Commoners to Competitors
It isn’t Christmas or Thanksgiving or any other special holiday. My distant family is not sitting down with us, no aunts or uncles or crying, baby-cousins. It is just me and my family: my dad, my brother, and my two sisters, sitting down to dinner in Woodstcok, Georgia. The days are short, the air bites your exposed skin when you walk outside, and all you really want is to sit by a fire with a warm drink. It is warm and quiet in my kitchen. The tomato sauce simmering on the stove perfumes the air with subtle notes of onions, roasted garlic, and sweet Italian basil. We sit in our chairs and wait for my mom to take the sauce from the stove and place it in front of us.
After a few minutes of silence, the timer on the oven dings and the sauce has simmered to perfection. My siblings and I exchange what can only be described as glances of mischief as we wait for the food to make it from stove to table. My dad breaks the bread, and I watch as the golden crust seems to shatter like a mirror around his tear. Dinner has begun.
I lunge for the fork in the pasta, while my brother grabs for the Parmesan cheese, one of my sisters tears the bread from under my dad’s hands, and the other stretches across the hot pots to grab the salad tongs. The sauce finally hits the table and the game is changed. I go for the sauce ladle from the left, my brother comes in from the right, and my sister from above! The four of looked like lions pouncing on a wounded antelope. It is survival of the fittest, and the best competitor wins at the dinner table.
“Enough!” my dad firmly states in only the way fathers can, and the frenzy ceases. Order is restored. My siblings and I sit back and our chairs, now bound by our dad’s command to be patient and wait for the sauce to be passed to us.
This is our family tradition, hungry competitors willing to fight to the finish for food and for fun.
Traditions are unique to each family, and ours are as different as any. My family has holiday traditions that are unique to us, but we practice the tradition of family dinner over pasta and sauce more often then we practice singing Christmas carols around the fire. We gather around the dinner table to make each of our individual lives part of one life together. There is something about the warm pasta and sweet sauce that gives us the ability to solve a problem, like my brother cutting my favorite doll’s hair, make decisions, Florida or Alaska for summer vacation, and sharing information, like Pumbaa was the first Disney character to fart. Our sauce makes us family.
However, our traditions, in a way are not our own, they started many years ago when my great grandparents come to the United States for a better opportunity in life. My great grandparents were common folk, average marble sculptors in southern Italy, nothing extraordinary. They were not starving or diseased when they traveled to the United States from Italy, but they did want better lives for their children and their descendants working long hours with little reward. After moving across the ocean their lives changed dramatically. They were pushed into the labor force because they had no money after moving and had to compete against millions of other immigrants for jobs and space to support their family. The common folk sculptors my great grandparents had been with a distant memory to the newly developed fierce competitors they had to become.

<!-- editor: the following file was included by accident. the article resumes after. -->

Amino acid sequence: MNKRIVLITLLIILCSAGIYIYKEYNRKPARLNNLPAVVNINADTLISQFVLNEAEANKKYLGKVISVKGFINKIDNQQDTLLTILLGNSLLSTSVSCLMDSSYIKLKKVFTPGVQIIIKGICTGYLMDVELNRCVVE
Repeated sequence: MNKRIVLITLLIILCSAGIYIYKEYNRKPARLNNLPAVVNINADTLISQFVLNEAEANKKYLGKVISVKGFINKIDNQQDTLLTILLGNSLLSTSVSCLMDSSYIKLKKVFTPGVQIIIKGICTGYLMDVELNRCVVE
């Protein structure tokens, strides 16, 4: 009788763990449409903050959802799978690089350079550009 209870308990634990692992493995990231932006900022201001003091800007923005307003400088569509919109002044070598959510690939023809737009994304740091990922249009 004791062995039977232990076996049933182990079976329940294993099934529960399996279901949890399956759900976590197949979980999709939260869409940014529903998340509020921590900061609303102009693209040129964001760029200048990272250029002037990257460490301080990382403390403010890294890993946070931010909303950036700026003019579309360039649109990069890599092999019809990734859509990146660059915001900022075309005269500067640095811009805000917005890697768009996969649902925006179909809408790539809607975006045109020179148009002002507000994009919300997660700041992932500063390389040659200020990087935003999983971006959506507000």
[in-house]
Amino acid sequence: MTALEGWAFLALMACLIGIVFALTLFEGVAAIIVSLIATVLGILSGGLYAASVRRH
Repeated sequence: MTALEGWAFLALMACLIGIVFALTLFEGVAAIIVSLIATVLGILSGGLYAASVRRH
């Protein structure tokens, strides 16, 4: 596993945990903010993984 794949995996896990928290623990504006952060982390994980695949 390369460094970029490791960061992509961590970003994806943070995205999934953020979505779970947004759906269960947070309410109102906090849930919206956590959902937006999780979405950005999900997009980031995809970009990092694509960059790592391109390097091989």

This tradition of competition survived throughout the 20th century. My mother’s mother worked throughout her childhood and into adulthood sewing hems and tailoring dresses to those ore fortunate. My mother followed in her footsteps staring work in her dad’s shoe store at age 10 and working until she was 18 and ready to leave for college. Luckily, my mother’s competitive spirit allowed her to get a good education and later a good job to support my family. Although I haven’t had to compete to survive, the competitive spirit of my ancestors lives on within me and my siblings when we fight over dinner.
Competitive spirit is not new to Italians. Although it was triggered in my family by the move from Italy to America, Italians have been competing for years. Do you remember the gladiators? They fought to the death and only the fiercest competitor lived. The Roman empire was one of the longest lasting empires in world history because they were the fiercest in the land. Italian food and restaurants operate some of the largest food chains in the world today, and they didn’t get that way without competing against similar institutions.
I am taking this opportunity to research my family tree and the origin of my family’s sauce and competitive nature. Researching my Italian background, will allow me to learn how the rich Italian culture of religion, language, art, and so on has contributed to the food identity associated with Italian Americans today. I will also pull research from outside sources to learn how other Italian Americans have changed their traditions as their families transitioned from Italy to America.
How much do you know about our family history?
Where did you learn about our family history?
What role has food played in passing traditions on in our family?
Are there any traditions you had as a child that you have not passed down to us? If so, why?
If you had to pick one meal to describe us as a family what would it be? Why?
What made you interested in learning the family history, traditions, ect.?
If you had to use one word to describe our family’s history what would it be? Why?
What traditions would you like to see passed down to your grandchildren?
What brought you to living where you are now?
What is the recipe for the family sauce?